An adverse employment action is conduct that "alters the employee's compensation, terms, conditions, or privileges of employment, deprives him or her of employment opportunities, or adversely affects his or her status as an employee." Gupta, 212 F.3d at 587. Although "Title VII's protection against retaliatory discrimination extends to adverse actions which fall short of ultimate employment decisions," the plaintiff must still demonstrate "some threshold level of substantiality." Wideman, 141 F.3d at 1456. We look to the "totality of the alleged reprisals" to determine whether this burden has been met. Id. To satisfy the causation requirement, Cotton had to prove "that the protected activity and the adverse action are not completely unrelated." Id. at 1457 (internal citations and quotations omitted).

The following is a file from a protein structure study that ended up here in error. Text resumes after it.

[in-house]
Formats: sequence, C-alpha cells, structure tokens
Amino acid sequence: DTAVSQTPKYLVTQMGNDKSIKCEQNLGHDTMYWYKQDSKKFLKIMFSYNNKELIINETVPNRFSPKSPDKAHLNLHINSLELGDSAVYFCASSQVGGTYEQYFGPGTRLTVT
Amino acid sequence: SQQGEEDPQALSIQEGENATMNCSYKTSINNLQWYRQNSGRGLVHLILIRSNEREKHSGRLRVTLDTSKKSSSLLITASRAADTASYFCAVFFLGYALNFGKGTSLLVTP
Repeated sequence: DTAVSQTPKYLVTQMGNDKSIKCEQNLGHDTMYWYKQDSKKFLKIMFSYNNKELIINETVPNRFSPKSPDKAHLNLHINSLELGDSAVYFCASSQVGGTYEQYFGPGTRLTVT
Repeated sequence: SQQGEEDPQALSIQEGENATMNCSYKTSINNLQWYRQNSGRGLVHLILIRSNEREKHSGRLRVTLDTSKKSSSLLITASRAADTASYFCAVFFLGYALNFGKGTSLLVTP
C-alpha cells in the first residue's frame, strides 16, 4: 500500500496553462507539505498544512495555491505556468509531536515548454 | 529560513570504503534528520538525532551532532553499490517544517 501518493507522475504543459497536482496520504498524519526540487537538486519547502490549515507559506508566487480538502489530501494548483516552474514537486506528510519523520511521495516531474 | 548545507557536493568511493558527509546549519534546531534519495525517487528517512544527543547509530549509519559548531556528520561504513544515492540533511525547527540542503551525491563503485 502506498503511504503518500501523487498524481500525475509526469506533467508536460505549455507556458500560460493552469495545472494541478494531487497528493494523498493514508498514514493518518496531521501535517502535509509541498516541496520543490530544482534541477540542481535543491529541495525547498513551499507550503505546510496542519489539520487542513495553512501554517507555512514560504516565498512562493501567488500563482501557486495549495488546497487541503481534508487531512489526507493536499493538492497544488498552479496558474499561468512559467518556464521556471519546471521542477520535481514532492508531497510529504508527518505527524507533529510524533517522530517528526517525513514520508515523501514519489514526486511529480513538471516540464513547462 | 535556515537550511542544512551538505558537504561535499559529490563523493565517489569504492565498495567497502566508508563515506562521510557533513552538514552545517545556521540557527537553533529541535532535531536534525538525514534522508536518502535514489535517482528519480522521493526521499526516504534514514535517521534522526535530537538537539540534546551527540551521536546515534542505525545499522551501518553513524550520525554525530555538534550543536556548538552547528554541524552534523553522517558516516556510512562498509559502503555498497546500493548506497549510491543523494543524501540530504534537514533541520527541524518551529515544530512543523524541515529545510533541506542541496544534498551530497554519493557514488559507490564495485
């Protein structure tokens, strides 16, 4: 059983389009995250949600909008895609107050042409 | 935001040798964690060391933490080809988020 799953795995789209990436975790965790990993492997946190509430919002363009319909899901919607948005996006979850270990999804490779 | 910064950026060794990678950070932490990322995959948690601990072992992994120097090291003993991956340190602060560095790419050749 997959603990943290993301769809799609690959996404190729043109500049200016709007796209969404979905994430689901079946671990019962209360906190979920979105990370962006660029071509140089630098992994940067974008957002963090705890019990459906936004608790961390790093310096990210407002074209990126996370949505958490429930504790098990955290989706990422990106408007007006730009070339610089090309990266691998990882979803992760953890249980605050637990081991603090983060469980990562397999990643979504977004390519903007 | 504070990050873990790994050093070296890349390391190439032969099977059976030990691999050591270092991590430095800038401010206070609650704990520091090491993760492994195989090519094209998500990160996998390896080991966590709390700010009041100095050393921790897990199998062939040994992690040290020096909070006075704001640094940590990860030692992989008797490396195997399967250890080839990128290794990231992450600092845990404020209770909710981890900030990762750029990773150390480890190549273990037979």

Cotton failed to satisfy her burden. As with her claim of sexual harassment, Cotton's claim of retaliation is unsupported by evidence of causation. Cotton argues that her work hours were reduced in retaliation for her claim of harassment, but Walker informed Cotton, when she was hired, that her hours would decrease after the Christmas holidays. See Clark County, 532 U.S. at 272, 121 S.Ct. at 1510-11 ("Employers need not suspend previously planned transfers upon discovering that a Title VII suit has been filed, and their proceeding along lines previously contemplated, though not yet definitively determined, is no evidence whatever of causality."). Moreover, Popee, not Walker, was responsible for scheduling the employees' hours of work. Cotton's hours increased in the weeks after she complained of discrimination, and her hours decreased after the holidays in keeping with Cotton's previous expectations and in parity with the hours of the other part-time employee. Cotton failed to offer any evidence that the decision to hire a full-time employee was at all related to Cotton's complaint.